j-04I was tired that afternoon, making me more susceptible to emotions getting the best of me. But I’m not in the habit of breaking down crying every time I’ve had a poor night’s sleep. I may be a big baby about some things but that’s taking it too far. However, that may have something to do with it.

It’s funny because even when I was fighting back tears, I was thinking, “What the hell?” They just came on like that. Bam! I remember where I was, too. Not standing in front of one of Janvier’s great paintings. No – I was reading a description on the wall next to one of his paintings. This one below as a matter of fact:


This is an abstract painting having to do with the drum and its place in Native culture. As you look at it you can definitely see the form of the drum. The whole piece dances, there’s a rhythm to it, a Powwow beat. Beside the painting was a description, and in that description was the comment that from the late 1880’s until 1951, according to the Indian Act here in Canada, Native peoples’ were forbidden to use the drum or to celebrate any of their cultural ceremonies and traditions.

And that was it. Right there I couldn’t stop the tears. What was going on?

At the heart of it, I believe it is because I have been struggling so much lately trying to make sense of how people in my “tribe” – Christians – can support the new president of the United States and his policies.  It was just this past weekend that chaos reigned at airports in the U.S., people with all the legal documents they needed and have always had, some who have lived in the States for years, were denied entry; the announcement came, too, that there would be an indefinite hold on accepting Syrian refugees into the U.S., this most desperate of desperate groups in our world today. I was so saddened and disheartened by all of this, and equally angry and disgusted by the American Christians who allowed this to happen in the first place.

What did any of this have to to with Alex Janvier and this show at the National Gallery? I mentioned earlier that at the age of eight, Janvier was sent to a residential school. Most of these schools were run by Christian missionaries. And at these schools, Native children were forbidden to speak their language, forbidden to participate in anything having to do with their culture; punished, in fact, for doing so. They had Christianity force-fed to them and were told that their grandparents were evil, of the devil. Worse, many of these children faced the horrors of emotional, physical and sexual abuse in these schools. The official tally of children who died in the care of these “servants of Christ” is 4,000 but the estimate is many times more. Some died from the abuse, some from starvation and disease, and some simply lost the will to live. Taken from their homes, they were stripped of their identities and backgrounds, everything they had to cling to for support and strength.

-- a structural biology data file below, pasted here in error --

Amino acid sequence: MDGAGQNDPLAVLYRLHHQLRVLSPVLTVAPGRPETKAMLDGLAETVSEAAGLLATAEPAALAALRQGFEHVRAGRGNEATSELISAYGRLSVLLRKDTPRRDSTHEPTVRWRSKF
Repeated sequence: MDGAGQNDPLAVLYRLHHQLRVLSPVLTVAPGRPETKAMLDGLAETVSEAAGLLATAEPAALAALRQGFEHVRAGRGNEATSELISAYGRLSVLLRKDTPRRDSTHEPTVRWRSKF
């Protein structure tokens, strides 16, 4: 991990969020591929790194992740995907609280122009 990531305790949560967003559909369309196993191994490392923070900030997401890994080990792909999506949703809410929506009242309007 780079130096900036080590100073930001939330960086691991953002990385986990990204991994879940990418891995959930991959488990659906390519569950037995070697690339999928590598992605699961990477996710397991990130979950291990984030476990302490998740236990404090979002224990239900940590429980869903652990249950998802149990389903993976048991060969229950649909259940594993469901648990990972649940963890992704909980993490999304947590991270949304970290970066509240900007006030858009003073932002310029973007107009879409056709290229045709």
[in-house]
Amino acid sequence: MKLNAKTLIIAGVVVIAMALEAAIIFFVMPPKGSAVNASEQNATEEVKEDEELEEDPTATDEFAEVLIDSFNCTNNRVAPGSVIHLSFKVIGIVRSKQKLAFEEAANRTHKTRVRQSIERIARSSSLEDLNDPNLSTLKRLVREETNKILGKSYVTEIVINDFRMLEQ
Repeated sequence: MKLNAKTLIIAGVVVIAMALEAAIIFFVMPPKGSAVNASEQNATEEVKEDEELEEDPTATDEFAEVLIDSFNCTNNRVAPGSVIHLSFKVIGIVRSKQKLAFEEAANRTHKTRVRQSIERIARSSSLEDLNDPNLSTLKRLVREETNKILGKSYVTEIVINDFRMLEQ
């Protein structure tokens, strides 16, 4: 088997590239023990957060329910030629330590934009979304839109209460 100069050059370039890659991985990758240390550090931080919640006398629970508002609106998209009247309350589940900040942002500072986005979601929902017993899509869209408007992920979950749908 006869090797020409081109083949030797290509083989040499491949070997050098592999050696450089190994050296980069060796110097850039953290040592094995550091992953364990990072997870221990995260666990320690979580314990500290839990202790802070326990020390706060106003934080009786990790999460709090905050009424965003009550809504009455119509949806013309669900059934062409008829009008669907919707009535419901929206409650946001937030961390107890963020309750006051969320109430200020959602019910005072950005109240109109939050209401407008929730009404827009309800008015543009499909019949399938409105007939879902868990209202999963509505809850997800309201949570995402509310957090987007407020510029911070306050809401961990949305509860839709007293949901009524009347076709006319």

If you are not the least bit emotional after reading the above paragraph, read it again.

As I walked through the show, Janvier’s own record of his experience and his lament over the experience of so many Native people hit me at every turn. Injustice, oppression, hatred – and so much of it in the name of Christ; so much of it allowed to happen or perpetuated by the ones who claim to follow the Prince of Peace, the Suffering Servant, the Man of Sorrows, the Son of God. This stripping of the drum – the silencing of the heartbeat of the Native people – was the last straw for me on that Sunday afternoon.

So I had my own time of lament. Not for my people but for Janvier’s people; not for the pain I endured but the pain inflicted by people like me. That gallery space was huge but not big enough to contain the heartache that filled the place from floor to ceiling. And yet such beauty, talent, wonder – despite it all, Janvier gave us all this gift. A gift we don’t deserve.

Heavy thoughts, I know. But I was in the National Gallery surrounded by sublime and profound works of art. Sue me.

It was cathartic. And it was an amazing show to witness. The photos I took with my Samsung phone cannot do justice to Janvier’s work and, of course, truly convey the power of being there in person. But I want to take you on a brief photo walkabout in the space below. I would encourage you to look up his artwork online or, if you get the chance, to see it for yourself.

Just don’t forget the Kleenex.

Without further ado, here’s the pics…